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Hoehnea

On-line version ISSN 2236-8906

Hoehnea vol.36 no.2 São Paulo Apr./June 2009

http://dx.doi.org/10.1590/S2236-89062009000200005 

Leaf midrib outline as a diagnostic character for taxonomy in Anthurium section Urospadix subsection Flavescentiviridia (Araceae)

 

Morfologia da nervura central da lâmina foliar como caráter diagnóstico para taxonomia de Anthurium subseção Flavescentiviridia (Araceae)

 

 

André Mantovani*; Thaís Estefani Pereira; Marcus A. Nadruz Coelho

Instituto de Pesquisa Jardim Botânico do Rio de Janeiro, Rua Pacheco Leão 915, 22460-030, Rio de Janeiro, RJ, Brasil

 

 


ABSTRACT

The external morphology of the midrib of the leaf lamina is used as a diagnostic character for the taxonomy of species of Anthurium subsection Flavescentiviridia (section Urospadix) (Araceae). Our aims in this study are: characterize using morphological analysis the variation of the outline of the midrib along the leaf lamina using 22 of the 35 species of the subsection; evaluate the potential of this variation as a diagnostic tool for taxonomy. For each species, the leaf lamina was divided into three pieces of identical length. The median point of each region was transversely sectioned and its outline drawn with the aid of a camera lucida and microscope. Five distinct types of outlines were classified using current terminology. Considering the difficulty of diagnosing many of the species, this character could be useful for the taxonomy of this subsection.

Key words: leaf, monocots, morphology, species diagnosis


RESUMO

A morfologia da nervura central da lâmina foliar é usada como caráter diagnóstico para separar espécies do gênero of Anthurium subseção Flavescentiviridia (seção Urospadix) (Araceae). Os objetivos deste estudo são: através de análise morfológica, caracterizar a variação da forma da nervura central ao longo da lâmina foliar usando 22 das 35 espécies da subseção; avaliar o uso potencial desta variação como ferramenta para diagnose taxonômica de espécies de Anthurium da subseção Flavescentiviridia. Para cada espécie, a lâmina foliar foi dividida em três regiões de igual comprimento. A nervura central no ponto médio de cada região foi cortada transversalmente e sua forma delineada com auxílio de câmara clara. Os diferentes tipos de nervura central foram classificados utilizando-se terminologia corrente. Considerando-se a complexidade taxonômica do gênero, este caráter pode ser útil para taxonomia desta subseção.

Palavras-chave: diagnose de espécies, folha, morfologia, monocotiledôneas


 

 

Introduction

The Araceae comprises 2,823 species in 109 genera (Gonçalves 2005). Anthurium, described by Schott in 1829, is the largest genus in the family, with approximately 1,000 species (Coelho 2006). In 1878, Engler divided the genus into 18 sections, and in 1898 the same author defined six subsections for section Urospadix, one of which is Flavescentiviridia, that actually presents 34 of its 35 species occurring in southeastern Brazil (Coelho 2004).

Engler (1905) and Schott (1860) described and distinguished aroid species using the external morphology of the midrib at the central region of the leaf lamina but not indicating the leaf region (basal, median or distal part) assessed. Anatomical studies have revealed that this character can vary along the leaf lamina (eg. Leo et al. 1997 in Rubiaceae).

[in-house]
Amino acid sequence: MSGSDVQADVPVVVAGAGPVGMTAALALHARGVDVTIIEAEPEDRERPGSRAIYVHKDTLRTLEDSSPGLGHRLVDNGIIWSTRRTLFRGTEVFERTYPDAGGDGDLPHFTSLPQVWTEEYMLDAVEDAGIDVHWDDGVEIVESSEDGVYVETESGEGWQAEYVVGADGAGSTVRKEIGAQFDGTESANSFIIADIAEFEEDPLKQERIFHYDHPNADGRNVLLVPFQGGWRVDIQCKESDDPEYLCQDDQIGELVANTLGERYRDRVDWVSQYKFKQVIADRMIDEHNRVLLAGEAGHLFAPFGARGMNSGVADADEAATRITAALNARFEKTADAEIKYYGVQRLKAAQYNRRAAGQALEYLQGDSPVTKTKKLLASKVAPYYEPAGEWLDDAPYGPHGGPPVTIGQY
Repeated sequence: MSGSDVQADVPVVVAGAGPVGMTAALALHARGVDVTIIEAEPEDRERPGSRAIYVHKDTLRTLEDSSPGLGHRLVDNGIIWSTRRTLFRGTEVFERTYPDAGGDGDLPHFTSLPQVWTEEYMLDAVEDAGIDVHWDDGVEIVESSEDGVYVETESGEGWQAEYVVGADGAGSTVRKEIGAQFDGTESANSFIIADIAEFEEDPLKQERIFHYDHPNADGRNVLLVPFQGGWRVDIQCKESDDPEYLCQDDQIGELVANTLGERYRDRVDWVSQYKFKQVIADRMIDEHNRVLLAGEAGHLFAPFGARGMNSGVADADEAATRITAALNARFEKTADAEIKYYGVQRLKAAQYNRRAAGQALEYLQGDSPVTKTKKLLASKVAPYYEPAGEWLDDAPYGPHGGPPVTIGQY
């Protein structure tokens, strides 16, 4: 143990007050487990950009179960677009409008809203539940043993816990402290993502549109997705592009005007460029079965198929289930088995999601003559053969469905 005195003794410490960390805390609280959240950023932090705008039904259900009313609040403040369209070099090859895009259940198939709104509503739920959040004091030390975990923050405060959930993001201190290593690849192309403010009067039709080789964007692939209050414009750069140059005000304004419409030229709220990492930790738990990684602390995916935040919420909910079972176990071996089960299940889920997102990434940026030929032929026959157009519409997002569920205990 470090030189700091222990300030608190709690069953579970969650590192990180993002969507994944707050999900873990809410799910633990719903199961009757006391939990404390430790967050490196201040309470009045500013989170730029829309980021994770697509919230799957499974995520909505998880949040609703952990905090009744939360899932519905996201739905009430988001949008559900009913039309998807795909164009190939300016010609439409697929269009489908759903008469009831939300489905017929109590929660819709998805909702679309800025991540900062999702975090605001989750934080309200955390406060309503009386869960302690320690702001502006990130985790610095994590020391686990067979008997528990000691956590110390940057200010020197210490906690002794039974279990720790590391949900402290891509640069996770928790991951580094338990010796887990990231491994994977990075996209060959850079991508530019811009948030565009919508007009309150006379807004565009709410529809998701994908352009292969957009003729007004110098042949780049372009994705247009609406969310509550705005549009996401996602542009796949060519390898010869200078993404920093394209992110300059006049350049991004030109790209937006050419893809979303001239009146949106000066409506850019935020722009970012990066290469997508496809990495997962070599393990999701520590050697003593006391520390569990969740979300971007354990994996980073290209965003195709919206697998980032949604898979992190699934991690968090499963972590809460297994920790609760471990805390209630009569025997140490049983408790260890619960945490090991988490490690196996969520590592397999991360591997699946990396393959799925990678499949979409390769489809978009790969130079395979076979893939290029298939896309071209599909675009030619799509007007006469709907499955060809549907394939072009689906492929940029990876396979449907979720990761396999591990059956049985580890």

The outline format has been evaluated for species diagnosis in plant families other than Araceae, commonly using petiole and scape cross sections (Ferraz & Costa 1985, Scatena & Giulietti 1999, Metcalfe & Chalk 1950, 1979, Hussin & Sani 1998, Godoy & Costa 2003). For the Araceae, some previous studies examined the possible application of the leaf midrib outline as a diagnostic tool for aroid taxonomy (Croat & Bunting 1979, Mayo 1986, Keating 2002).

Anthurium is, morphologically, one of the most diverse genera of Araceae at the species level. This makes it complex and difficult taxonomically (Coelho & Mayo 2007). To the best of our knowledge, there is no published study which evaluates the variation of the midrib outline along the leaf lamina as a diagnostic character for species of Anthurium section Urospadix subsection Flavescentiviridia. Our intentions here are: through morphological analysis, record the variation in outline along the leaf lamina of the midrib in 22 species of Anthurium section Urospadix subsection Flavescentiviridia; and evaluate the potential use of this variation for diagnostic purposes in these species.

 

Material and methods

Morphological analyses were performed using cultivated and herbarium specimens. Individuals from Anthurium section Urospadix, subsection Flavescentiviridia were collected in different locations in Brazil and cultivated under identical glasshouse conditions in the Rio de Janeiro Botanical Garden (RJBG), Brazil. Subsection Flavescentiviridia has 35 species, 22 of them cultivated in the RJBG (table 1). Only these cultivated materials were studied. The other species not studied here were A. bellum Schott, A. boudetii Nadruz, A. bocainense Catharino & Nadruz, A. fontellanus Nadruz & Leoni, A. fragae Nadruz, A. gomesianum Nadruz, A. jureianum Catharino & Olaio, A. langsdorffii Schott, A. miquelianum K. Koch, A. navicularis Catharino & Nadruz, A. pilonense Reitz, A. simonii Nadruz, A. unense Nadruz & Catharino. Nomenclature followed Sakuragui & Mayo (1999) and Coelho (2004, 2006). All the studied species were analyzed using one sample obtained from fresh leaf collected in the field. Except for A. regnellianum Engl. and A. victorii Nadruz & Catharino which sample were obtained only from cultivated material, for 20 species (table 1), one or two other specimens were also analyzed using preserved leaves collected from herbarium specimens.